I found out that I was HIV-positive in 2004. I was not really sick, I just had some swollen glands behind my ears. We checked for TB, but there was nothing. We did other tests as well, and eventually there was only HIV left. The test came out positive. I was 25 years old.
Honestly, at first I was fine. I was HIV-positive but life goes on. Still, it took me about a year and half to actually face the fact that things had changed. I needed to adapt. Since then I think I’ve been growing up.
I’m going to be quite honest now. At 25, I knew what to do in terms of preventing HIV. But coming from a rural, remote village, and being in Jo’burg where everything is happening, everything is new, everything is at your fingertips—it’s difficult to control yourself.
I knew I was doing some things sexually that I was not supposed to, but there was this idea at the bottom of my mind: I have a good job as a technician, HIV is not a risk for me. It’s a risk for them. It cannot happen to me. I mean, I thought that the people most likely to get infected were the uneducated, or prostitutes, those kinds of people. Dating someone who looked nice, who had some basic information, I didn’t imagine I would get infected.
I actually waited until I turned 21 to engage in sexual activities. And then for me to get infected at 25, I felt really ripped off. If I were to go back and do it all over again, I wouldn’t abstain, but I would condomize.
Now, relationships for me are a challenge, because you meet a person, you like her very much, but then you need to disclose your status to her. I always prefer to disclose before I get too attached, to protect myself. Based on my experience there will be some rejection, either indirect or direct. People who like you initially, you know, they just go away.
I like to photograph roads and railway lines because they are a metaphor for life. Life is a journey. It’s up to you how you want to live your life, but there are times when you will be forced to take a turn, or stop. It’s about whether you’re going to say, You know what, I cannot take this direction and therefore I’m quitting, or, I must try and adjust to what’s happening. Because life is all about adapting and adjusting.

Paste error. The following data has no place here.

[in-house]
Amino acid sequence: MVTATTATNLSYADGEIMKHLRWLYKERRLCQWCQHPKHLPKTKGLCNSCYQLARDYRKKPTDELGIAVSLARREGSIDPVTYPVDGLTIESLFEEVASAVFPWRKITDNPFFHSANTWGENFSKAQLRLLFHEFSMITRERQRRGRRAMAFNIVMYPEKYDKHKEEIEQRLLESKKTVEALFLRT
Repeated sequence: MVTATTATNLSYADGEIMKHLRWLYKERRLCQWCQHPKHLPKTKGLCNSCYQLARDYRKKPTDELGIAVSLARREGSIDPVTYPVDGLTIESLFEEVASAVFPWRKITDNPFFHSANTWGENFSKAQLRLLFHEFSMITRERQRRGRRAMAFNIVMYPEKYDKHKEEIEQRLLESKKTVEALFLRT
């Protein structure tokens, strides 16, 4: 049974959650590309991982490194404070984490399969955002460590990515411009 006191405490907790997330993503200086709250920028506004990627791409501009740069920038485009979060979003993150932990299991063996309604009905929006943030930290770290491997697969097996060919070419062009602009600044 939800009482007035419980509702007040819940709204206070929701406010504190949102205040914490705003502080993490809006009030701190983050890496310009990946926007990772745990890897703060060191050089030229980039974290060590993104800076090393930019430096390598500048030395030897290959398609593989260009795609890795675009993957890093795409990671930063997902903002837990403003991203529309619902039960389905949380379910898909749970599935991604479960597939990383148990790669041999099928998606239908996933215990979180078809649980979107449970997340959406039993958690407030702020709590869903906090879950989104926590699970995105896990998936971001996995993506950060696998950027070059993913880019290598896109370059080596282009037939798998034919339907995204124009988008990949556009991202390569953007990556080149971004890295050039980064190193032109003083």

I was working as an aircraft technician when I found out about my status, and with time I decided to disclose to my manager at work. I was a bit disappointed when I found out that he told the executive manager without me being aware. I felt cheated. There were about 1,500 to 2,000 employees in the company, and not a single person disclosing an HIV-positive status. If you look at the statistics, I knew that I was not the only person who was positive.
I decided I needed to do something that would make sense to me, and for me that was to meet more HIV-positive people. So I started volunteering and eventually I resigned from my job and got a stipend as a treatment literacy practitioner. For me, being HIV-positive and being in a position where I can empower other people, it’s great. I’m HIV-positive, yet I’m making a huge impact.